Mortar to Mobile
Recently I was fortunate enough to attend the 10th Annual Retail & Luxury Goods Conference at Columbia University New York
It’s always a great event- and this year was no exception, speakers from Chanel to CVC to Chrysler.
The conference is run by and organised by the post graduate MBA students there and this year the main theme running throughout was customer experience and how ensuring that the message sent out to customers is consistent from ‘Mortar to Mobile’. Clearly, since we are in the mobile space now with fashion retail, customers want what they want, when they want it. The young Americans organising the conference were unequivocal in their message which came across loud and clear
"get it right - and you reap the rewards"
This theme from across the pond follows on from my last blog post, when I talked about changes in the industry from catwalk to customer; now we are seeing the customer revolution echoing through the streets of Manhattan to Marylebone High Street.
What fascinated me walking around the shops and streets I know so well in uptown Manhattan was seeing how many stores seem to be moving downtown, DKNY, Barneys have followed Bloomingdales downtown and Pottery Barn has also closed off Madison Avenue.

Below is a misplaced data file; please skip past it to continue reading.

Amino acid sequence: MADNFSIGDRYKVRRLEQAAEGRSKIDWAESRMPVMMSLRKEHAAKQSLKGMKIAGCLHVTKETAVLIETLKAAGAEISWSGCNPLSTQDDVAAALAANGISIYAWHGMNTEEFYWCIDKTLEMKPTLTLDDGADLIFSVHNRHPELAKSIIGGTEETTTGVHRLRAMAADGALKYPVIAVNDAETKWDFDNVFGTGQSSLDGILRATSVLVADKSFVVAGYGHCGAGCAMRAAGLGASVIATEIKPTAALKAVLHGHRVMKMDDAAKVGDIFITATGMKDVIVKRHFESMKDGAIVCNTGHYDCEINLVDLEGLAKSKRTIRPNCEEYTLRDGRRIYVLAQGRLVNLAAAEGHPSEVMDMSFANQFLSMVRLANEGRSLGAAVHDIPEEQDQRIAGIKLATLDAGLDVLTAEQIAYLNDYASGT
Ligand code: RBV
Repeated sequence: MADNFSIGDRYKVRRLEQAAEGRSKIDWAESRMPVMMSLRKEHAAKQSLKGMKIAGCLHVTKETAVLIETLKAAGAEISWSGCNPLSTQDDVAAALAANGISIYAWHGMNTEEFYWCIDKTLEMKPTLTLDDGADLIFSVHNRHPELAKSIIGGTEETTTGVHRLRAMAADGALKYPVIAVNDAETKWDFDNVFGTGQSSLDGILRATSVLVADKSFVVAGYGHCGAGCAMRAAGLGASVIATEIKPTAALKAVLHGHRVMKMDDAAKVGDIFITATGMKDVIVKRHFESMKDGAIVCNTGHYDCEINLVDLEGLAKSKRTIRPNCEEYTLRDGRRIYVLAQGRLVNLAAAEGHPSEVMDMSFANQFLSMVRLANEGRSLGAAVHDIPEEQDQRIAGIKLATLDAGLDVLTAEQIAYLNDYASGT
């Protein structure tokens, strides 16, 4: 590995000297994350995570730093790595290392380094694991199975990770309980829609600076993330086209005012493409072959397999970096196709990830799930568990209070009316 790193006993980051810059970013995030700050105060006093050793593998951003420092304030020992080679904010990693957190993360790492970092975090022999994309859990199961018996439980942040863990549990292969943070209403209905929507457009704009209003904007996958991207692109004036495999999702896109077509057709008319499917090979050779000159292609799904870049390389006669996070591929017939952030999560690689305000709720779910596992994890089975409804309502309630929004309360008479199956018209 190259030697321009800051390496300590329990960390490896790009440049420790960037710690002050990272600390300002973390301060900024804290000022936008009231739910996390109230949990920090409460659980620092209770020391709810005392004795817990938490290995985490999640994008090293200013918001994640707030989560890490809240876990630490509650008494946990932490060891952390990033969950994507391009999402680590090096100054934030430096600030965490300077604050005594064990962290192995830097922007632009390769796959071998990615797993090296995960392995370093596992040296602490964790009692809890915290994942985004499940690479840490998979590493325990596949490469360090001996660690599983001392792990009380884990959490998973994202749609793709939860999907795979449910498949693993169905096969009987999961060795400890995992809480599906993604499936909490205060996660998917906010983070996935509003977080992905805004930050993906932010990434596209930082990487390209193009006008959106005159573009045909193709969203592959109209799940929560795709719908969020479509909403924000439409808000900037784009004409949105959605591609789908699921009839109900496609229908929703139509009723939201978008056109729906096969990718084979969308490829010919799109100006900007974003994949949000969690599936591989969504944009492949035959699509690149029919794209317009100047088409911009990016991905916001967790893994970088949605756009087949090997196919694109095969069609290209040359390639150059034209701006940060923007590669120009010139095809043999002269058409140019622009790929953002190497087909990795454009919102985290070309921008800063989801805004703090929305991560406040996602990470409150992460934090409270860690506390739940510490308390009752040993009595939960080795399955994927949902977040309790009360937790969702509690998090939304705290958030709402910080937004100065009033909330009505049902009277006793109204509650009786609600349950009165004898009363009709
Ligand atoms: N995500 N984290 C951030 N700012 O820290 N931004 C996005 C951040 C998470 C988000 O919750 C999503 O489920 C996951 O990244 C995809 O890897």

Never have I found the big department stores (Macys, SFA, Bloomingdales and my favourite Lord & Taylor) less interesting; it was difficult to get excited about the fashion products there. Even in the shoe room at Macys!
The contrast was in downtown Soho where many new stores are opening and the ambience of walking around with great cafes, bars and the eclectic mix of retail - where independents and large chains rub shoulders.
It creates an interesting and more importantly, an exciting/compelling environment for customers. This may change in New York with the much awaited Hudson Yards project and Neiman Marcus moving in to Manhattan for the first time and opening by 2018.
Surely the department store is the best way to create the experience and retail ‘theatre’ for customers? It strikes me that this is what consumers want - 'the experience'. If we have to buy a train ticket to get there (or drive), then retailers need to make it worth the extra effort and cost, otherwise we will just buy online.
That said, 24/7 shopping makes the customer hard to please; with so much choice, brands have to stand out both online and offline. The success of Westfield in Shepherds Bush and Stratford and locations such as Marylebone high street as ‘fashion shopping destinations’, creates the interest and makes it worth the trip, this should mean individuality in the shopping environment as well as the product mix of the general merchandise.
Author: Virginia Grose, Rise Committee Member & Course Leader & Principal Lecturer, School of Media Arts Design, University of Westminster